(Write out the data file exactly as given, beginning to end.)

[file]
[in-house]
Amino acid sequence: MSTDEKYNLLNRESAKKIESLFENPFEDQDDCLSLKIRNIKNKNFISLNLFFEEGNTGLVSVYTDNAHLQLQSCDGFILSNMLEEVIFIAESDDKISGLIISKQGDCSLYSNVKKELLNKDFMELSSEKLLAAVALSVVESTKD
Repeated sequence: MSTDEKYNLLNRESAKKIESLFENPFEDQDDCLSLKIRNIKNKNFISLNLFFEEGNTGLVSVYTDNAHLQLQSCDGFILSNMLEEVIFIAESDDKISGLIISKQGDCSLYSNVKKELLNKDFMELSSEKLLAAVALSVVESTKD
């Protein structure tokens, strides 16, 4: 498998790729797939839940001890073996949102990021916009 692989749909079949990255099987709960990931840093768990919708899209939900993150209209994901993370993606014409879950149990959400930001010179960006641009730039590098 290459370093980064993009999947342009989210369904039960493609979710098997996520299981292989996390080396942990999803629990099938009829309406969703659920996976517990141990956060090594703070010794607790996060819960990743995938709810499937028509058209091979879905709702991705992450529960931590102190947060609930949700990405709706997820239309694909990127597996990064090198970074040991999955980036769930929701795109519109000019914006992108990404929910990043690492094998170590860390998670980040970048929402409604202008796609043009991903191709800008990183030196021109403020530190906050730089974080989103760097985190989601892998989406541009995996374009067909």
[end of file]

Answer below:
[in-house]
Amino acid sequence: MSTDEKYNLLNRESAKKIESLFENPFEDQDDCLSLKIRNIKNKNFISLNLFFEEGNTGLVSVYTDNAHLQLQSCDGFILSNMLEEVIFIAESDDKISGLIISKQGDCSLYSNVKKELLNKDFMELSSEKLLAAVALSVVESTKD
Repeated sequence: MSTDEKYNLLNRESAKKIESLFENPFEDQDDCLSLKIRNIKNKNFISLNLFFEEGNTGLVSVYTDNAHLQLQSCDGFILSNMLEEVIFIAESDDKISGLIISKQGDCSLYSNVKKELLNKDFMELSSEKLLAAVALSVVESTKD
């Protein structure tokens, strides 16, 4: 498998790729797939839940001890073996949102990021916009 692989749909079949990255099987709960990931840093768990919708899209939900993150209209994901993370993606014409879950149990959400930001010179960006641009730039590098 290459370093980064993009999947342009989210369904039960493609979710098997996520299981292989996390080396942990999803629990099938009829309406969703659920996976517990141990956060090594703070010794607790996060819960990743995938709810499937028509058209091979879905709702991705992450529960931590102190947060609930949700990405709706997820239309694909990127597996990064090198970074040991999955980036769930929701795109519109000019914006992108990404929910990043690492094998170590860390998670980040970048929402409604202008796609043009991903191709800008990183030196021109403020530190906050730089974080989103760097985190989601892998989406541009995996374009067909």